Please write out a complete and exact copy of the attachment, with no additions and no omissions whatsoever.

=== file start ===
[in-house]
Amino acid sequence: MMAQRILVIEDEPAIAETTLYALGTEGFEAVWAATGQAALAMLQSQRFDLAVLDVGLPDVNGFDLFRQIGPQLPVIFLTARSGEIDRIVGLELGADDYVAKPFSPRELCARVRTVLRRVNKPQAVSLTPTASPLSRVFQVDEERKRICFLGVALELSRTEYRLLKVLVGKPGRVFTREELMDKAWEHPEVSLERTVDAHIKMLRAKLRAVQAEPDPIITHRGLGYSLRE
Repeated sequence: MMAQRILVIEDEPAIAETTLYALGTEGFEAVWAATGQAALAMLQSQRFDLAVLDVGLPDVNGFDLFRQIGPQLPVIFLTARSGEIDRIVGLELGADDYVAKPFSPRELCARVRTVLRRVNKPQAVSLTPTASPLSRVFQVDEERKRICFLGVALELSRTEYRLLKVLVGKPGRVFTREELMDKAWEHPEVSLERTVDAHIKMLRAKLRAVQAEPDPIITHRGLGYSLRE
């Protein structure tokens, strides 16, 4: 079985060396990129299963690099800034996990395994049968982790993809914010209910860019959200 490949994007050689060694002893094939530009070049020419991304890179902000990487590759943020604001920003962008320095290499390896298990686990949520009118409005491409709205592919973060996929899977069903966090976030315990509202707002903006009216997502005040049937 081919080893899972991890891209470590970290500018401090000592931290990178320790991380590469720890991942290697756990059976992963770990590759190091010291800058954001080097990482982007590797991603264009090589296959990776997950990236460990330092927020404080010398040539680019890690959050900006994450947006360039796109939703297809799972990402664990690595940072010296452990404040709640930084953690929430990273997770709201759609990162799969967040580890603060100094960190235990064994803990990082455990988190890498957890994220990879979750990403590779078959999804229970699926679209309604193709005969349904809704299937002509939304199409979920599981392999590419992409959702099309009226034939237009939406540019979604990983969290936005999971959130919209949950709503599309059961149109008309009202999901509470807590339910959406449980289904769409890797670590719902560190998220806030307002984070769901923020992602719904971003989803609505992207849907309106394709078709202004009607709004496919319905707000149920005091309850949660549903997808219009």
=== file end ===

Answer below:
[in-house]
Amino acid sequence: MMAQRILVIEDEPAIAETTLYALGTEGFEAVWAATGQAALAMLQSQRFDLAVLDVGLPDVNGFDLFRQIGPQLPVIFLTARSGEIDRIVGLELGADDYVAKPFSPRELCARVRTVLRRVNKPQAVSLTPTASPLSRVFQVDEERKRICFLGVALELSRTEYRLLKVLVGKPGRVFTREELMDKAWEHPEVSLERTVDAHIKMLRAKLRAVQAEPDPIITHRGLGYSLRE
Repeated sequence: MMAQRILVIEDEPAIAETTLYALGTEGFEAVWAATGQAALAMLQSQRFDLAVLDVGLPDVNGFDLFRQIGPQLPVIFLTARSGEIDRIVGLELGADDYVAKPFSPRELCARVRTVLRRVNKPQAVSLTPTASPLSRVFQVDEERKRICFLGVALELSRTEYRLLKVLVGKPGRVFTREELMDKAWEHPEVSLERTVDAHIKMLRAKLRAVQAEPDPIITHRGLGYSLRE
């Protein structure tokens, strides 16, 4: 079985060396990129299963690099800034996990395994049968982790993809914010209910860019959200 490949994007050689060694002893094939530009070049020419991304890179902000990487590759943020604001920003962008320095290499390896298990686990949520009118409005491409709205592919973060996929899977069903966090976030315990509202707002903006009216997502005040049937 081919080893899972991890891209470590970290500018401090000592931290990178320790991380590469720890991942290697756990059976992963770990590759190091010291800058954001080097990482982007590797991603264009090589296959990776997950990236460990330092927020404080010398040539680019890690959050900006994450947006360039796109939703297809799972990402664990690595940072010296452990404040709640930084953690929430990273997770709201759609990162799969967040580890603060100094960190235990064994803990990082455990988190890498957890994220990879979750990403590779078959999804229970699926679209309604193709005969349904809704299937002509939304199409979920599981392999590419992409959702099309009226034939237009939406540019979604990983969290936005999971959130919209949950709503599309059961149109008309009202999901509470807590339910959406449980289904769409890797670590719902560190998220806030307002984070769901923020992602719904971003989803609505992207849907309106394709078709202004009607709004496919319905707000149920005091309850949660549903997808219009």